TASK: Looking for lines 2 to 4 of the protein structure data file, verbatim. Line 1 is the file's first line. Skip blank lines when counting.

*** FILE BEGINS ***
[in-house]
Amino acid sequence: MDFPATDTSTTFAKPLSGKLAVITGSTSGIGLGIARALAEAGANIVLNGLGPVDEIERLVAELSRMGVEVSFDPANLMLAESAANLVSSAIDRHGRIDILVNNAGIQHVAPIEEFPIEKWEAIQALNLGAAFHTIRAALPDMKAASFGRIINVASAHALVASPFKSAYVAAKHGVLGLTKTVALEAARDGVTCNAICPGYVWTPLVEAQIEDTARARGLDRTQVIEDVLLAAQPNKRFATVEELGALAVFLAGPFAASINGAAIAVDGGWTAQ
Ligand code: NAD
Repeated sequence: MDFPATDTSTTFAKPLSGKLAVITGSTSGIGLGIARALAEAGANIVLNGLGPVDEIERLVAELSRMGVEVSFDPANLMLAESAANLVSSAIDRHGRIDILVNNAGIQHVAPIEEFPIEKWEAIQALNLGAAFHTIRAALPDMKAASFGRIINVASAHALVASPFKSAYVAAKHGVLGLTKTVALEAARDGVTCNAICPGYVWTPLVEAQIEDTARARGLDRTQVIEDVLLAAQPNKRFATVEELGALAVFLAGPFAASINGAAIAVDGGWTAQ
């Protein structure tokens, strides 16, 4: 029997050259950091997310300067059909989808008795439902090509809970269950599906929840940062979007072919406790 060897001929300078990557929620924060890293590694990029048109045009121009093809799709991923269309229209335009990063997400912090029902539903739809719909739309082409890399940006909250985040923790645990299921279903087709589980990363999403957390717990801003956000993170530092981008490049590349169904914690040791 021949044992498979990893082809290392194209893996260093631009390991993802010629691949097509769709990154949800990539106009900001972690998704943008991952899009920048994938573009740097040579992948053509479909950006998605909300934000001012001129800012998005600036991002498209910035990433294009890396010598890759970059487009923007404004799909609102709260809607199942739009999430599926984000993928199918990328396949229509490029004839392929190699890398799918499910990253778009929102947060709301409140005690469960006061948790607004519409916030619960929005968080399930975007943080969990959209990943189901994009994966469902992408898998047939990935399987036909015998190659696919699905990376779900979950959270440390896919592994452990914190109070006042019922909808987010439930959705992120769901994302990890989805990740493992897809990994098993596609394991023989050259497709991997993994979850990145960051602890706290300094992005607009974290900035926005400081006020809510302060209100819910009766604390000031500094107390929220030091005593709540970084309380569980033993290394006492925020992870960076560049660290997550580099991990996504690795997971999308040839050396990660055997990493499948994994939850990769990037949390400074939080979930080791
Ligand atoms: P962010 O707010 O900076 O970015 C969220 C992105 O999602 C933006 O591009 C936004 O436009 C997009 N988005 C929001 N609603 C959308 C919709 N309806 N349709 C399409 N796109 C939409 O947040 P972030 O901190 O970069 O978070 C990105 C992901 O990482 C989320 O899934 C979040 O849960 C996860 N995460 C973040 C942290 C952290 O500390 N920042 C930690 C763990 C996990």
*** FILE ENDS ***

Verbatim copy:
Amino acid sequence: MDFPATDTSTTFAKPLSGKLAVITGSTSGIGLGIARALAEAGANIVLNGLGPVDEIERLVAELSRMGVEVSFDPANLMLAESAANLVSSAIDRHGRIDILVNNAGIQHVAPIEEFPIEKWEAIQALNLGAAFHTIRAALPDMKAASFGRIINVASAHALVASPFKSAYVAAKHGVLGLTKTVALEAARDGVTCNAICPGYVWTPLVEAQIEDTARARGLDRTQVIEDVLLAAQPNKRFATVEELGALAVFLAGPFAASINGAAIAVDGGWTAQ
Ligand code: NAD
Repeated sequence: MDFPATDTSTTFAKPLSGKLAVITGSTSGIGLGIARALAEAGANIVLNGLGPVDEIERLVAELSRMGVEVSFDPANLMLAESAANLVSSAIDRHGRIDILVNNAGIQHVAPIEEFPIEKWEAIQALNLGAAFHTIRAALPDMKAASFGRIINVASAHALVASPFKSAYVAAKHGVLGLTKTVALEAARDGVTCNAICPGYVWTPLVEAQIEDTARARGLDRTQVIEDVLLAAQPNKRFATVEELGALAVFLAGPFAASINGAAIAVDGGWTAQ